Motivating employees can be difficult. Bryce Sanders explores the other options practice owners could go besides offering a fatter pay cheque.
Did you hear about the guy who booked a really cheap cruise and found himself chained to an oar in a Roman galley? The drummer set the rhythm, cracked the whip and everybody rowed. When the cruise was over the fellow asked: “How much do we tip the drummer?”
When you are manage people in a high pressure environment, motivating them to make their best effort can be a challenge. Your clients face the same problems in their business. As a numbers guy, paying them more is the first solution that comes to mind. High payroll means high overhead in bad times as well as good times. What are other ways to motivate people?
Knowing and understanding the people who report to you is the first step in learning how to motivate them.
Bonuses: Unlike salary increases, bonuses are a one-time event tied to the success of the business or the performance of that individual. If business improves, bonuses continue. If business declines, bonuses follow suit. You are handing over money, but not as an open ended commitment.
Rainmaking: Relating to clients and prospects comes naturally to some people. They have the right personality. They also have the drive to cultivate and deepen business relationships. They are motivated by having a flexible schedule and expense accounts.
Conferences: Some people want to make a name for themselves in the industry. They join the local chapter of their professional organisation. They attend evening meetings. They would like to represent your firm at annual conferences. You pick-up the travel and conference expenses.
Mentoring: Others are born teachers. They succeeded in their career and want to help others do the same. They volunteer their time without any prompting. Setup a mentoring program for junior team members. Let them run it.
Management: Most people equate partnership with higher income, but some people enjoy the administrative side of running a business. They are good at getting things done through others. Gradually give them management responsibilities.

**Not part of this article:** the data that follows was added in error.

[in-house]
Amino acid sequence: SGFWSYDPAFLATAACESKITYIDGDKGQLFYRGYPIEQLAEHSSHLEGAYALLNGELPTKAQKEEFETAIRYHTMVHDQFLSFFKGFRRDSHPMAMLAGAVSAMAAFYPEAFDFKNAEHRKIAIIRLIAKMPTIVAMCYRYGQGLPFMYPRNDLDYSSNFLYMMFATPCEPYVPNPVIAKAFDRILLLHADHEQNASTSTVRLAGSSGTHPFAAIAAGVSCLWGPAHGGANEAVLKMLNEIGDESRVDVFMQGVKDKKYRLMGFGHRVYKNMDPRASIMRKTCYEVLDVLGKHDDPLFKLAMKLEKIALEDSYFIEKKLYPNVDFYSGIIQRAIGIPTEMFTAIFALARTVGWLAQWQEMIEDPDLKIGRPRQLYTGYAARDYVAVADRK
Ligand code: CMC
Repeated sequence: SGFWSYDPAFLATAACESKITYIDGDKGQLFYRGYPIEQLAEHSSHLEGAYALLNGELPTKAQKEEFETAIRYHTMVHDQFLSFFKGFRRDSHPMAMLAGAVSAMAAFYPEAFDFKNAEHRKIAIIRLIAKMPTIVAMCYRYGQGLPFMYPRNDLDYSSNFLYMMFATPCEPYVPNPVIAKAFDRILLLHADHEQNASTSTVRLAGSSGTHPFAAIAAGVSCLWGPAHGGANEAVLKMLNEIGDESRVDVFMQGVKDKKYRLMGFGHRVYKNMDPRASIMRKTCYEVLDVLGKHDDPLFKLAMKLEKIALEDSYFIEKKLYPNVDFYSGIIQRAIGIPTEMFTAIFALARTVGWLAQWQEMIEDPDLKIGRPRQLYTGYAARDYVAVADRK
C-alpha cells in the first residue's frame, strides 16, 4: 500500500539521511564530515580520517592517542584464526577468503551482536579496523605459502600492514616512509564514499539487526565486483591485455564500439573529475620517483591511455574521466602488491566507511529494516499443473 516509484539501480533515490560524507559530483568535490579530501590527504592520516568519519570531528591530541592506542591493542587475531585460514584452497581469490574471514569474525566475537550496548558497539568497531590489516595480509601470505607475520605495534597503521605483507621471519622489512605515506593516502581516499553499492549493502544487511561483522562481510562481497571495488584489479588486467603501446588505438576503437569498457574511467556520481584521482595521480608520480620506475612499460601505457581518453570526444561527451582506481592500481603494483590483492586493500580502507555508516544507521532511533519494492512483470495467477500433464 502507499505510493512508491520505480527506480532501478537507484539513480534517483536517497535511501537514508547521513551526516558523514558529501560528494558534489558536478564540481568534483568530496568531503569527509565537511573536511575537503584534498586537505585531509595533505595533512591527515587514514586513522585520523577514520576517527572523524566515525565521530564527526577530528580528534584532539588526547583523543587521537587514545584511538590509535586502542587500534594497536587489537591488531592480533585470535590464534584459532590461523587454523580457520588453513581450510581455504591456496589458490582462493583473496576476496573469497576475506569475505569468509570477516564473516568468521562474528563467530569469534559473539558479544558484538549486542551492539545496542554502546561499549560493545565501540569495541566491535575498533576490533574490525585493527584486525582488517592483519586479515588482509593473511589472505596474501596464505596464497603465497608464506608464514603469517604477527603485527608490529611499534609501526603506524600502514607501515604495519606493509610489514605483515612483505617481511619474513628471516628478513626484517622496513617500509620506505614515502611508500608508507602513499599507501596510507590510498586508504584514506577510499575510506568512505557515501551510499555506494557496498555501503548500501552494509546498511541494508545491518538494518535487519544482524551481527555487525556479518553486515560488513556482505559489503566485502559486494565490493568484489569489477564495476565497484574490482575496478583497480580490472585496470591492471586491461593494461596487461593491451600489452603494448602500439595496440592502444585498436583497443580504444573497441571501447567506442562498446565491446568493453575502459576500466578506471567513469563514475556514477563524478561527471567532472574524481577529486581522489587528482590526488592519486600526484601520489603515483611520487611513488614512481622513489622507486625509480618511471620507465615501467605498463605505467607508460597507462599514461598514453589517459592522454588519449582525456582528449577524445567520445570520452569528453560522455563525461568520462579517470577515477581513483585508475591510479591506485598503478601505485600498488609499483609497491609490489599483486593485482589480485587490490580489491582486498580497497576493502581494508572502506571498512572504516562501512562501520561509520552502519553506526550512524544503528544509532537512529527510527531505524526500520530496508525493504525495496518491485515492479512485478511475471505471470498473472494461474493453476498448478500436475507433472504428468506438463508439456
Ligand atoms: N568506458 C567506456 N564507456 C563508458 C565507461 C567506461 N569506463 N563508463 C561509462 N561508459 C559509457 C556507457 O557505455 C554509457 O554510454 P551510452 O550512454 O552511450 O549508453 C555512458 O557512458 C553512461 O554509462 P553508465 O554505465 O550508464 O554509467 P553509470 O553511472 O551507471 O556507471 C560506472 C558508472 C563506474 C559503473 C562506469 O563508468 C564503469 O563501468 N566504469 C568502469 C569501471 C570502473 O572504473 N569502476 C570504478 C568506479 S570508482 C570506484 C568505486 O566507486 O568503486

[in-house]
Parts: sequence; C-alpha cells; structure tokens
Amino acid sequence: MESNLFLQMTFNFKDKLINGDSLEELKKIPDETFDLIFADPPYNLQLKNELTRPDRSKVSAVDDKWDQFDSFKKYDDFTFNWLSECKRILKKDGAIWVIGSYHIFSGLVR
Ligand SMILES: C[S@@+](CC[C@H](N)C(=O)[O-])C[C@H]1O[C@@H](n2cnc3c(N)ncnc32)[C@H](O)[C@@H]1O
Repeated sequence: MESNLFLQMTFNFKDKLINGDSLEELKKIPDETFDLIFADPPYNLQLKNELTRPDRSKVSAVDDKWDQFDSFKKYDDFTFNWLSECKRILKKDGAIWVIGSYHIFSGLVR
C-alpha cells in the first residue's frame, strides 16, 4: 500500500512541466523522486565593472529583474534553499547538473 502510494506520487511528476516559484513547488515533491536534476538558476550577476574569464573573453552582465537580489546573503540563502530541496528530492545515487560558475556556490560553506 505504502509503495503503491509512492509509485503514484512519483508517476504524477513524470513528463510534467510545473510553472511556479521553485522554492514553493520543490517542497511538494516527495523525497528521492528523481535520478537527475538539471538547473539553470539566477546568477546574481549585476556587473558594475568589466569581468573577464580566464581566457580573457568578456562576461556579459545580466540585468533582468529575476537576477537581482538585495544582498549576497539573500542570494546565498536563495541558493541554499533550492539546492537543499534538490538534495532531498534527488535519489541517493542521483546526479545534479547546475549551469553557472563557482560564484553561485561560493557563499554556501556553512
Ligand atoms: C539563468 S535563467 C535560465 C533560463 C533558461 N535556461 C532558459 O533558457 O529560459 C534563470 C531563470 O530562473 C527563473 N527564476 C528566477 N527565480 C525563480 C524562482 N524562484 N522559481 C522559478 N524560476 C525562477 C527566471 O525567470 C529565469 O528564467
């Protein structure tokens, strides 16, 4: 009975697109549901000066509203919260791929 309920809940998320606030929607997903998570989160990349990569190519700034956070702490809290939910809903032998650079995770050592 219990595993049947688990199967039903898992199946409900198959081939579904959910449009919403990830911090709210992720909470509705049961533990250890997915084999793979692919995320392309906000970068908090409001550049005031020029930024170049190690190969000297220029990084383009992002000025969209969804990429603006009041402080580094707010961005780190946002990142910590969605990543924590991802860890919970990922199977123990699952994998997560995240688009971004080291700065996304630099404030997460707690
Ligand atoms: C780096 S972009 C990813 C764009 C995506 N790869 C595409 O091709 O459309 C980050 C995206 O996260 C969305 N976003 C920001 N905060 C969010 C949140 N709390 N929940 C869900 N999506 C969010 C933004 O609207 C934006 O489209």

Speaking: Some people are born actors. They love getting on stage. Give them the opportunity. This may be organising the annual meeting for the office. They can also be the primary speaker at public facing presentations.
Time off: People may be good at their jobs but they also enjoy their down time. They may have caught the travel bug. They may be ramblers. Instead of offering more money, can you give them additional vacation days instead?
Continuing education: We are always learning. Although you might take courses for CPD credits, another team member might want to complete an advanced degree. Being supportive in terms of tuition reimbursement will have great value.
Flexible hours: We’ve heard “Leave your personal problems at the door when you come to work.” You may have a team member with a seriously ill spouse or an aging parent requiring special care. Emergencies arise. Being accommodating with their work schedule has great value.
Charity work: Law firms and other professionals occasionally do pro bono work as a means of giving back to the community. Your firm might have a similar policy. Allow your team member to use their professional skills on behalf of a cause they value highly.
Personal attention: We’ve worked in management environments where performance is everything and people are treated as replaceable parts in a machine. Often money is the major motivator. Getting to know your team members as individuals, standing up for them and being supportive can build a strong bond.
Your business owner clients often struggle with retaining good people. Perhaps you can help them by being a sounding board for new ideas.